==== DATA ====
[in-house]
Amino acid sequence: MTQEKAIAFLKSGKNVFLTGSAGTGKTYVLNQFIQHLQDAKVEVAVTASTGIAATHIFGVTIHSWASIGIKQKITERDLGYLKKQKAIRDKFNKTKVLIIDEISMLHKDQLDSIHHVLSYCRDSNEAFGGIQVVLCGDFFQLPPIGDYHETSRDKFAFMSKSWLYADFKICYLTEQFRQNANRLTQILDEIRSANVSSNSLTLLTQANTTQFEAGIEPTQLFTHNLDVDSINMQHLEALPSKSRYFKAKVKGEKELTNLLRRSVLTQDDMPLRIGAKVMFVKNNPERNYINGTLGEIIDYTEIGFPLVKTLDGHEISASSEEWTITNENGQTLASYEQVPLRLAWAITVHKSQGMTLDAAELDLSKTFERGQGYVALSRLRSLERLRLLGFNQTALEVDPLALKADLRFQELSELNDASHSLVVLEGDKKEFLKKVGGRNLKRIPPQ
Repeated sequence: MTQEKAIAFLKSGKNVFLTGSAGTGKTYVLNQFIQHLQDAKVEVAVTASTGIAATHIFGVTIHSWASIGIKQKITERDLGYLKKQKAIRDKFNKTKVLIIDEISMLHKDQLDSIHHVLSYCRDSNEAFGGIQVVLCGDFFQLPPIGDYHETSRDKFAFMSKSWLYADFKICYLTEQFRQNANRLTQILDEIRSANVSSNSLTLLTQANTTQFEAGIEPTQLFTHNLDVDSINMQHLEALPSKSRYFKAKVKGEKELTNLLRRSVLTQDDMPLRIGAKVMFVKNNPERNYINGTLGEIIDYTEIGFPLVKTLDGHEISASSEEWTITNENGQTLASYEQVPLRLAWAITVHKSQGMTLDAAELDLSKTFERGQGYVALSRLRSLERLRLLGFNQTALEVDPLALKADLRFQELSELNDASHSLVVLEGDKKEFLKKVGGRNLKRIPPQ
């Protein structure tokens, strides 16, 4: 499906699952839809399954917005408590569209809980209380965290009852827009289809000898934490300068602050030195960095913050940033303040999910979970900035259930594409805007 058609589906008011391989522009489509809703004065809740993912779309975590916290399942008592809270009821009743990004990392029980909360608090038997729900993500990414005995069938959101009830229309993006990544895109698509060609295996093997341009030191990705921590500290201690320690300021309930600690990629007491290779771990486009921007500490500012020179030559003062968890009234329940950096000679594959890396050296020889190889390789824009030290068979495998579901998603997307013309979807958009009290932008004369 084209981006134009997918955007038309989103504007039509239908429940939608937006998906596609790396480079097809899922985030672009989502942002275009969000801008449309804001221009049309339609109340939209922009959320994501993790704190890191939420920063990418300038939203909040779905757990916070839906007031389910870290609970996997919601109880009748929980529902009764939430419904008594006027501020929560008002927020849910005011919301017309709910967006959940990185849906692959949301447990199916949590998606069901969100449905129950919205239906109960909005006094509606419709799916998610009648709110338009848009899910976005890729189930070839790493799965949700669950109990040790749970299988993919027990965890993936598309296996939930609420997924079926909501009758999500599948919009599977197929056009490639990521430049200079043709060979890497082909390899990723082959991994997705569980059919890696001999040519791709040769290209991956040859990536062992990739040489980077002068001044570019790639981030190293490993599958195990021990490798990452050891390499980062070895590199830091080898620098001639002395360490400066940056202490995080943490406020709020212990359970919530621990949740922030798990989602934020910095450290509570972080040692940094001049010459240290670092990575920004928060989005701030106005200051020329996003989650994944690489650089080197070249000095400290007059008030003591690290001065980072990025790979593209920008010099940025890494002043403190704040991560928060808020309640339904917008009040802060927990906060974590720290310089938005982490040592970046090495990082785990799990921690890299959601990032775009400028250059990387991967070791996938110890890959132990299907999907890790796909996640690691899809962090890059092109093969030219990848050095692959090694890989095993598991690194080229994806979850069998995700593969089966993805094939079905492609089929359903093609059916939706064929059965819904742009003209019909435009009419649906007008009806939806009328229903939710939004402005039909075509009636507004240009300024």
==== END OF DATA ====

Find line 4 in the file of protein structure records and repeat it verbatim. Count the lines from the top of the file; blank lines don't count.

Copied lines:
């Protein structure tokens, strides 16, 4: 499906699952839809399954917005408590569209809980209380965290009852827009289809000898934490300068602050030195960095913050940033303040999910979970900035259930594409805007 058609589906008011391989522009489509809703004065809740993912779309975590916290399942008592809270009821009743990004990392029980909360608090038997729900993500990414005995069938959101009830229309993006990544895109698509060609295996093997341009030191990705921590500290201690320690300021309930600690990629007491290779771990486009921007500490500012020179030559003062968890009234329940950096000679594959890396050296020889190889390789824009030290068979495998579901998603997307013309979807958009009290932008004369 084209981006134009997918955007038309989103504007039509239908429940939608937006998906596609790396480079097809899922985030672009989502942002275009969000801008449309804001221009049309339609109340939209922009959320994501993790704190890191939420920063990418300038939203909040779905757990916070839906007031389910870290609970996997919601109880009748929980529902009764939430419904008594006027501020929560008002927020849910005011919301017309709910967006959940990185849906692959949301447990199916949590998606069901969100449905129950919205239906109960909005006094509606419709799916998610009648709110338009848009899910976005890729189930070839790493799965949700669950109990040790749970299988993919027990965890993936598309296996939930609420997924079926909501009758999500599948919009599977197929056009490639990521430049200079043709060979890497082909390899990723082959991994997705569980059919890696001999040519791709040769290209991956040859990536062992990739040489980077002068001044570019790639981030190293490993599958195990021990490798990452050891390499980062070895590199830091080898620098001639002395360490400066940056202490995080943490406020709020212990359970919530621990949740922030798990989602934020910095450290509570972080040692940094001049010459240290670092990575920004928060989005701030106005200051020329996003989650994944690489650089080197070249000095400290007059008030003591690290001065980072990025790979593209920008010099940025890494002043403190704040991560928060808020309640339904917008009040802060927990906060974590720290310089938005982490040592970046090495990082785990799990921690890299959601990032775009400028250059990387991967070791996938110890890959132990299907999907890790796909996640690691899809962090890059092109093969030219990848050095692959090694890989095993598991690194080229994806979850069998995700593969089966993805094939079905492609089929359903093609059916939706064929059965819904742009003209019909435009009419649906007008009806939806009328229903939710939004402005039909075509009636507004240009300024």